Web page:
By Jamie Janosz
So, I had a slight little meltdown in the middle of Home Depot.
We were there to by a new kitchen faucet, a cement-spreader-thingy, and a Christmas tree.
My daughter and I have always held out for live Christmas trees. We would go to a nearby tree farm and chop one down. Or, if we were lazy, we would go to the Menard’s parking lot. But, it was still real.
I didn’t care that it was messy and left a trail of needles coming in and going out. I didn’t care that I was terribly allergic so my hands and arms would be covered with a prickly itchy rash when I was done decorating (even if I wore gloves). I didn’t care that it slopped pine-needly water all over our carpet or – one year – tipped completely over, ornaments and all, because I bought a tree with a wobbly crooked trunk.
I loved my real Christmas tree.
But this year I had a small dilemma. We had given away our rusty, inept tree stand when we moved to Florida. We thought we’d buy a new one. The new ones were $30 and the tree was at least $40 for a decent one. It made sense to buy a fake tree, right?
I circled the fake trees five times. They were all lit up and stately. There was not a crooked trunk among them. They even sold fake pine tree spray for ambiance.
My husband Milt and I talked about it like grown ups. Maybe this was the year to do it. To buy a boxed-up, nicely portable tree. I could do this, couldn’t I? It made sense. Perfect sense.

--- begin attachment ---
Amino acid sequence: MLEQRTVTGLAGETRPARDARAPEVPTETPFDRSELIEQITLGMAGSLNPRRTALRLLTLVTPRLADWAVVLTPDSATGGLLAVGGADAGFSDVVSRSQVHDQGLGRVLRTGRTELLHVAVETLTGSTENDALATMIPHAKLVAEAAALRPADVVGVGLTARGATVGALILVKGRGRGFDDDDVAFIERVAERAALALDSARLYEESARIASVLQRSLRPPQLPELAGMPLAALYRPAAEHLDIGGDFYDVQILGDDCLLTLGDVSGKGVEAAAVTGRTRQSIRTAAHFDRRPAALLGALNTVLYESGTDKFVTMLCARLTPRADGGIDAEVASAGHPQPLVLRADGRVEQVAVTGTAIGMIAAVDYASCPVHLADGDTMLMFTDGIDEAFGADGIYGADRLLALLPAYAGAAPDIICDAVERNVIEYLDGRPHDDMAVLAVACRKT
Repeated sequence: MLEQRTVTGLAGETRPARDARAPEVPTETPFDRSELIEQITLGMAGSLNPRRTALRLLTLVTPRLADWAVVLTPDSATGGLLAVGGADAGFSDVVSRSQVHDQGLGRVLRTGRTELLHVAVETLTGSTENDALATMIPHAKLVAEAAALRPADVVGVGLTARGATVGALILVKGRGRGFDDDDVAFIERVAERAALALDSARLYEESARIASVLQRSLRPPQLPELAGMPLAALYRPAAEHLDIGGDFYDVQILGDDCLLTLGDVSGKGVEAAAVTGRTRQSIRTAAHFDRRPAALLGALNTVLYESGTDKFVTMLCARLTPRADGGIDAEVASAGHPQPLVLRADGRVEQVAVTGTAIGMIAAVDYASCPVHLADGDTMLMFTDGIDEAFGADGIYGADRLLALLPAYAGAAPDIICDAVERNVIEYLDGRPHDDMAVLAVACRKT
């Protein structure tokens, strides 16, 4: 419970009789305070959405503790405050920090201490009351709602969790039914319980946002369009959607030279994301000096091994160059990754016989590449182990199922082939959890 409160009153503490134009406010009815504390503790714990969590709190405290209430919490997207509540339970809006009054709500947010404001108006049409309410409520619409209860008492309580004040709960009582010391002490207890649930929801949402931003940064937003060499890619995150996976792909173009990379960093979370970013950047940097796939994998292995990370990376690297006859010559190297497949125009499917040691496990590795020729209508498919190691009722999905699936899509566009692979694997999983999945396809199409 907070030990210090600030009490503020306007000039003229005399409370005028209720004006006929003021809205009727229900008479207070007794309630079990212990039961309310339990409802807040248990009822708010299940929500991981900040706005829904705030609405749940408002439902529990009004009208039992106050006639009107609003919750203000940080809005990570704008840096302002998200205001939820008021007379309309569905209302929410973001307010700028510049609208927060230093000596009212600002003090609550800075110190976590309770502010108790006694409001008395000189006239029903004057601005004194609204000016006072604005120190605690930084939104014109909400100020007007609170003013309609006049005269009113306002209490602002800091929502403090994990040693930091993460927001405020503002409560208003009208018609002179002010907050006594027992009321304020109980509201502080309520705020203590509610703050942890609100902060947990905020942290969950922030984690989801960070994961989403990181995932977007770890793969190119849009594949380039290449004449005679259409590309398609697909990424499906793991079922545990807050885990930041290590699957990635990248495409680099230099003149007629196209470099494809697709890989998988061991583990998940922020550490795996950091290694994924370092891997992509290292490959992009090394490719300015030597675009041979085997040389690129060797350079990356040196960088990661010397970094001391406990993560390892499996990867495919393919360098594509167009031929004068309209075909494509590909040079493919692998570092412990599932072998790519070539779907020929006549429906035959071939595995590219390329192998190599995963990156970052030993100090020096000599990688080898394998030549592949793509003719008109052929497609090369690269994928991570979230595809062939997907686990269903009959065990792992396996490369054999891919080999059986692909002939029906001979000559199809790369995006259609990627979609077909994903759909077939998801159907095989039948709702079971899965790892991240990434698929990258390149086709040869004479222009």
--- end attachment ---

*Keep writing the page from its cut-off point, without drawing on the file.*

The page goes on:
But I couldn’t.
So we went and looked at kitchen faucets.
Then Milt had to find his cement squeegee thingy.
And then I sat down on one of those metal low carts used for toting lumber, and I started to cry.
It was okay. Nobody was there. And I was kind of PMSing. But I cried. Big sloppy tears. Because we’ve moved. And it’s 80 degrees in December. And it doesn’t feel like Christmas at all.
Milt was a wee bit concerned. He said I should go ahead and buy the real one. Either way. “Maybe you need it for your mental health,” said my loving husband.
But I didn’t. I bought a $75 fake tree. When I got home I kept looking at it in that box. And I thought about Christmas. And I realized it wasn’t all bad, this new way of celebrating. We went to a Christmas boat parade and watched lit up Santas and snowman glide down the river. We admired decorated palm trees. We put up Christmas lights without freezing – actually we got kind of hot. I went to church and sang carols, led by a bearded dude in shorts, wearing flip flops.
And I realized – like the Grinch – that Christmas is more than just a tree.
So last weekend we decorated our new tree – we are naming him “Wesley” as his boxed label says, “7-foot Wesley Spruce.”
He is beautiful and kind. And he doesn’t make me rashy.
Merry Christmas to each of you – no matter what your circumstance may be. Some Christmases fit our hopes and tradition and expectation. Some decidedly do not.
But, you know. And, I know. That Christmas is not about the right tree or the perfect cookie or the most beautifully wrapped present.
Love to you all this Christmas – as we celebrate our Savior who was born and the new life we have been given. As you hug your children and love on your parents. As you sing sweet carols and lick a peppermint cane.
Merry Christmas one and all.
This post originally appeared at jamiejanosz.blogspot.com.
Jamie Janosz is the author of When Others Shuddered, Eight Women Who Refused to Give Up. A faculty member at Moody Bible Institute in Chicago, IL for 16 years, she is now the Content Development Manager. She and her husband love vintage clothes, architecture, cars, music, and rockabilly events. Their college-aged daughter is decidedly modern and helps keep their feet planted in the 21st century.